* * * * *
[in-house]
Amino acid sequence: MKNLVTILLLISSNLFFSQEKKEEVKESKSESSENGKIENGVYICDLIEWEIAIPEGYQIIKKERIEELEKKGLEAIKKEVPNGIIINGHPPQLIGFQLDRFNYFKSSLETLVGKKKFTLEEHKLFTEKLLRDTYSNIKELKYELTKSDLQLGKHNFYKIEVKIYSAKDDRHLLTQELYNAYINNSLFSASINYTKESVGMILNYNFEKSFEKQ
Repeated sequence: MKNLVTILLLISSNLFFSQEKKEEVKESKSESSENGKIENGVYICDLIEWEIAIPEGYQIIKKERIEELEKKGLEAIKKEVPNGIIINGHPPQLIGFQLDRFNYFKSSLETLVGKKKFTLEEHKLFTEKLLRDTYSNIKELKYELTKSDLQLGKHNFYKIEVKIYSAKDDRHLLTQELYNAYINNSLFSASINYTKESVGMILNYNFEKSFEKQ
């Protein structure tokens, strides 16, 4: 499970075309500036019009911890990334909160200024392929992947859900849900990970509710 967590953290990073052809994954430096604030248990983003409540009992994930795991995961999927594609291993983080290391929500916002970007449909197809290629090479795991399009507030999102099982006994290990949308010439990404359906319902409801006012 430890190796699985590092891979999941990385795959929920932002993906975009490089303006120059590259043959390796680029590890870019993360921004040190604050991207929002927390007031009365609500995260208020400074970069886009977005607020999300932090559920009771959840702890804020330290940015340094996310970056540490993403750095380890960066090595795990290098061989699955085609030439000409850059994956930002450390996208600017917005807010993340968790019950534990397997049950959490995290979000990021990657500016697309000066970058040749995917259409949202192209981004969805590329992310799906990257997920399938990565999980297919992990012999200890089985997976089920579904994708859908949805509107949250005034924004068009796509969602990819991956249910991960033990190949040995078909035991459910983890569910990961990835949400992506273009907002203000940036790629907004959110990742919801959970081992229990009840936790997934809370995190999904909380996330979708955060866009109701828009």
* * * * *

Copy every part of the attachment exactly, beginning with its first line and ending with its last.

[in-house]
Amino acid sequence: MKNLVTILLLISSNLFFSQEKKEEVKESKSESSENGKIENGVYICDLIEWEIAIPEGYQIIKKERIEELEKKGLEAIKKEVPNGIIINGHPPQLIGFQLDRFNYFKSSLETLVGKKKFTLEEHKLFTEKLLRDTYSNIKELKYELTKSDLQLGKHNFYKIEVKIYSAKDDRHLLTQELYNAYINNSLFSASINYTKESVGMILNYNFEKSFEKQ
Repeated sequence: MKNLVTILLLISSNLFFSQEKKEEVKESKSESSENGKIENGVYICDLIEWEIAIPEGYQIIKKERIEELEKKGLEAIKKEVPNGIIINGHPPQLIGFQLDRFNYFKSSLETLVGKKKFTLEEHKLFTEKLLRDTYSNIKELKYELTKSDLQLGKHNFYKIEVKIYSAKDDRHLLTQELYNAYINNSLFSASINYTKESVGMILNYNFEKSFEKQ
């Protein structure tokens, strides 16, 4: 499970075309500036019009911890990334909160200024392929992947859900849900990970509710 967590953290990073052809994954430096604030248990983003409540009992994930795991995961999927594609291993983080290391929500916002970007449909197809290629090479795991399009507030999102099982006994290990949308010439990404359906319902409801006012 430890190796699985590092891979999941990385795959929920932002993906975009490089303006120059590259043959390796680029590890870019993360921004040190604050991207929002927390007031009365609500995260208020400074970069886009977005607020999300932090559920009771959840702890804020330290940015340094996310970056540490993403750095380890960066090595795990290098061989699955085609030439000409850059994956930002450390996208600017917005807010993340968790019950534990397997049950959490995290979000990021990657500016697309000066970058040749995917259409949202192209981004969805590329992310799906990257997920399938990565999980297919992990012999200890089985997976089920579904994708859908949805509107949250005034924004068009796509969602990819991956249910991960033990190949040995078909035991459910983890569910990961990835949400992506273009907002203000940036790629907004959110990742919801959970081992229990009840936790997934809370995190999904909380996330979708955060866009109701828009």